Good to hear from you again and thanks for the added color about your situation. You mentioned something that I think should weigh heavily on your decision. You have a 2 year old and are hoping to have another and both of your parents live pretty close to you now. One thing that contributed to my and my wife's sanity when our son was growing up was that my parents were anywhere from an hour and a half to two hour drive from us. They would often come out to watch our son so that we could go out and have some time to ourselves. Dinner. See some music. Or whatever. And it happened a lot more often than I thought it would. But the benefit was not just for us. Their close proximity allowed them to get to know their grandchild a lot better than if we were far away. And even more important than that, it allowed our son to know who his grandparents are as opposed to him just wondering who those old people are that sometimes get on a plane to go see. And I can see the difference it makes by the different relationship our son has with my mom (dad passed about 4 years ago) and my wife's mom (she's divorced 3 times). Now, I also realize that the difference in their relationships could also be because my mother in law is a nut case and he sees that now that he's a teenager, but I think the difference was there long before he grew old enough to understand people. My wife even chastised her mother for moving to Florida when she was so young because she knew she would miss out on her grandchildren. My wife's sister lives about 30 minutes from us. Ultimately the mother in law showed us how little she values "family". But the close proximity to the grandparents is a pretty big thing so don't underestimate that one. I also realize that it may be possible for one or both to move somewhere reasonably close to wherever you end up, and if that is the case just consider yourselves blessed.Thanks for all the replies guys.
And no, we haven't moved yet.
Lots to chew on. I guess I could also throw out a little more about our sitch:
Both in our late 30s, with one 2yo, and plans for another soon (hopefully). So we're not retiring soon or anything like that. There are 2 big things driving our itch for a change: the weather and our lack of social life.
We both grew up in New England and we both have grown weary of the cold. Autumn is obviously really nice, but once we've picked our apples and November hits, it's like everything just goes into hibernation for 6-7 months. Snow storms are heavy and relentless. Everything is gray, dirty, and dead looking, and it stays that way for what feels like forever. It doesn't even start to feel like spring until halfway through May, but when it finally does warm up, we become different people. Happier, less stressed, more driven to get out and do things. You know .... alive!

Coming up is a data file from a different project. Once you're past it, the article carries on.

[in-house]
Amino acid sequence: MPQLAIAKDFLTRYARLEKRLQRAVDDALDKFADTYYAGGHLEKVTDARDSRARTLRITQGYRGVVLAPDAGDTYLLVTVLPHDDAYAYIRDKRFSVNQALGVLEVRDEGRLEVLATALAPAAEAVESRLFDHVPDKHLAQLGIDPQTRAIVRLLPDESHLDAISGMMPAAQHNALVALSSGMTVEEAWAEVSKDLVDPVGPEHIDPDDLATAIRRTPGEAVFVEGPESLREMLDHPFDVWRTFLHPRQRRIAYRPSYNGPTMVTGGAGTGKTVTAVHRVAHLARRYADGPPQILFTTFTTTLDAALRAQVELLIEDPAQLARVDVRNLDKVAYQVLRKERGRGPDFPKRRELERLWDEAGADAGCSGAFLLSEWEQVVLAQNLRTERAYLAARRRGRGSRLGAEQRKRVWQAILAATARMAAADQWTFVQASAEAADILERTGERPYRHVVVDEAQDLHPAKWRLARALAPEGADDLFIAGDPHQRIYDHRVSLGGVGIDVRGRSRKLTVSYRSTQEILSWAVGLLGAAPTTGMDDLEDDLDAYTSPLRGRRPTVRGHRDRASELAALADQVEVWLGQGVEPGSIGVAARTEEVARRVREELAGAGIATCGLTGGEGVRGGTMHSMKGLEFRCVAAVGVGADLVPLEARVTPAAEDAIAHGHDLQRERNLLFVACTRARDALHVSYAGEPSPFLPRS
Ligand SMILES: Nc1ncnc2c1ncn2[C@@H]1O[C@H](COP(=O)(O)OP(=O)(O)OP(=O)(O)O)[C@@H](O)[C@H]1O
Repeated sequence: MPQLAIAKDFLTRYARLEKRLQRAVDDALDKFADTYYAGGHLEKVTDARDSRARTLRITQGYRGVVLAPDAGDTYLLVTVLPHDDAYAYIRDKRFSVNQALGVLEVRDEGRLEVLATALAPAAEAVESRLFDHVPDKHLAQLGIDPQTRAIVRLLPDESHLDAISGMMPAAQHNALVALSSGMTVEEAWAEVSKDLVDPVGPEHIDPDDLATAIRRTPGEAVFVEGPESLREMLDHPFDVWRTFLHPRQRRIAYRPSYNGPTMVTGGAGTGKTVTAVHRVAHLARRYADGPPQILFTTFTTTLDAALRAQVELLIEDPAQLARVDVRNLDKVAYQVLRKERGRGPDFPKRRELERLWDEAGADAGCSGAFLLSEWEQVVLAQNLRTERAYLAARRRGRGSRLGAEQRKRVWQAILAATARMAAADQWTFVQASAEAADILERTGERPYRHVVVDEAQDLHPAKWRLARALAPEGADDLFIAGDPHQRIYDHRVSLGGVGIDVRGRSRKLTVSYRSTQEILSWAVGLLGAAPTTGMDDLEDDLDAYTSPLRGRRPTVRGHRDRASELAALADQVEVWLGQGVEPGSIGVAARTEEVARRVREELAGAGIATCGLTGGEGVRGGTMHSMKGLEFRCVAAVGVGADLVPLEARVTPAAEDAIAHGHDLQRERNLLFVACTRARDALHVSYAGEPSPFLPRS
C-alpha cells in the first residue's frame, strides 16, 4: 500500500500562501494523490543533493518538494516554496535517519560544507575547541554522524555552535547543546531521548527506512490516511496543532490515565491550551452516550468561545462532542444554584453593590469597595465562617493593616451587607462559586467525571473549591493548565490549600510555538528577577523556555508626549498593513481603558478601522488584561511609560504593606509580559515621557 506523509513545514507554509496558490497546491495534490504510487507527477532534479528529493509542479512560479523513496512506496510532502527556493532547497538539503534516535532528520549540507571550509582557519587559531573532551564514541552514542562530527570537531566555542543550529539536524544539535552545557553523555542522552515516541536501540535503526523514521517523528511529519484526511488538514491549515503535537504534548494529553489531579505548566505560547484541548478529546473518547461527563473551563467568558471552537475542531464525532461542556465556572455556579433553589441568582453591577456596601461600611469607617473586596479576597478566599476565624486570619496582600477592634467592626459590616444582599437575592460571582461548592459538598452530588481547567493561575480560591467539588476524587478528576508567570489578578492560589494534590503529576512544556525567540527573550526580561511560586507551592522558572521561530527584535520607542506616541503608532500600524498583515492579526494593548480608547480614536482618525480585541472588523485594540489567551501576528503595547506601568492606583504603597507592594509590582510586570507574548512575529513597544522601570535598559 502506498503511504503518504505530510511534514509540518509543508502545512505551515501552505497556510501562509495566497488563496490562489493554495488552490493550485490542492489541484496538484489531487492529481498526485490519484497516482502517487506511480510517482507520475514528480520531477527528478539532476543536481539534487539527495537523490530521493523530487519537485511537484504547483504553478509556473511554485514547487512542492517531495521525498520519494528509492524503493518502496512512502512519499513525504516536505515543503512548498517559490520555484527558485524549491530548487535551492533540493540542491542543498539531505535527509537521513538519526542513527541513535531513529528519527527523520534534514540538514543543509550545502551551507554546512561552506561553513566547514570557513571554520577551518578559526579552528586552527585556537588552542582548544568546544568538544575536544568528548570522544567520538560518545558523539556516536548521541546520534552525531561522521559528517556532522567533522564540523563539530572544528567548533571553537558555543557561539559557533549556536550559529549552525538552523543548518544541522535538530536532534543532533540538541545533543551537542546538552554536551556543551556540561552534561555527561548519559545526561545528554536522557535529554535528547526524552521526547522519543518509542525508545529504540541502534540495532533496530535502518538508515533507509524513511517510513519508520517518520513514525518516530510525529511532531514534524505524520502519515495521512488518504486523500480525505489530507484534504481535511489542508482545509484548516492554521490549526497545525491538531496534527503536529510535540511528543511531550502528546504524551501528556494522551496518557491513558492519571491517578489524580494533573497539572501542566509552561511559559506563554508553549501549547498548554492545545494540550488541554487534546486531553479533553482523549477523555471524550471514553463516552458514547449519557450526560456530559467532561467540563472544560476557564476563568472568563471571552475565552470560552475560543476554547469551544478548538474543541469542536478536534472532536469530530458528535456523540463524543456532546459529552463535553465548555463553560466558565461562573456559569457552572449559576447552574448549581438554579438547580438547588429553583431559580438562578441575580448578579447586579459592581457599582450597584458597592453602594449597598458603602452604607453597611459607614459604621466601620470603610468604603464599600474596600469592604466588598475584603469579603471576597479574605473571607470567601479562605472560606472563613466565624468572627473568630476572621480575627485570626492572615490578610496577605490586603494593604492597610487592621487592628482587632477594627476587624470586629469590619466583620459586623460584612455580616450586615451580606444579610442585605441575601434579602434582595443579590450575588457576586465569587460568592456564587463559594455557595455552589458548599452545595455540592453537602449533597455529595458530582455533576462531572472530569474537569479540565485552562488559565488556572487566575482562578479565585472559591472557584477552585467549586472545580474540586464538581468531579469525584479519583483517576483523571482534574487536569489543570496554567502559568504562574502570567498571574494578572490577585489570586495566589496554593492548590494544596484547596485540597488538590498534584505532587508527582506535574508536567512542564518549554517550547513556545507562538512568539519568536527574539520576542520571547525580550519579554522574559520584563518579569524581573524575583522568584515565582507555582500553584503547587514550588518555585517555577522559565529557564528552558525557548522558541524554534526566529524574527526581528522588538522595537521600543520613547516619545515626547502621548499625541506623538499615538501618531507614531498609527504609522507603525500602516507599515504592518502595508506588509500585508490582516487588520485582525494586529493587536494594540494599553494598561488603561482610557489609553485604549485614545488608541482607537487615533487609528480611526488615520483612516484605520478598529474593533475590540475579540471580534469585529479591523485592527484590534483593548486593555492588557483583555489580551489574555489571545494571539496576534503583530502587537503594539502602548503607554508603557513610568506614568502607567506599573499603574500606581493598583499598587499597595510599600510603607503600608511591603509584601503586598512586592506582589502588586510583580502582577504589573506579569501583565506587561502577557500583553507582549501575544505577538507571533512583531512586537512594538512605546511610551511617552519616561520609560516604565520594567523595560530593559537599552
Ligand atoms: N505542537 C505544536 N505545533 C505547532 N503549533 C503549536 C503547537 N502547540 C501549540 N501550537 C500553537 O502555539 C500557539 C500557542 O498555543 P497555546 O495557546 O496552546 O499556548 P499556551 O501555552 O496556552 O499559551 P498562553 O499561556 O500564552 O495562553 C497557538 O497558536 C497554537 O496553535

And the other part of this is that, as adults, we've really come to realize that many people around this area tend to be less sociable than we would hope. Now, we're both introverts, and we're aware that socializing takes more energy for us, but it still seems harder than it should. New Englanders, it seems, have a tendency to keep to themselves, whether because of their the rough-around-the-edges yankee history, or because the cold just makes them not want to leave their homes (not that anyone has a choice at the moment), or some combination of the two, but we just find it so hard to connect with people. We can't help but wonder if people in different areas are more disposed to being more hospitable and social ... or if it's all just us.
There are lots of things we like about where we are: good schools, a generally well-educated population, outdoor activities, average-ish cost of living, good beer, and the big one: both our families are drive-able distances from us; hers 20 minutes away, mine about 3-4 hours. (The proximity to family is something I know we have to weigh on our own.)
I can say that places that have already piqued our interest (before this post) include:
Maybe even Florida?
We're looking for a place that's good for a young family (yes, I hold that late 30s is young, please let me have that) that isn't so cold and isolating as New England seems to be.
We've both read through your responses thus far and appreciate all you've laid out for us! Lots to consider...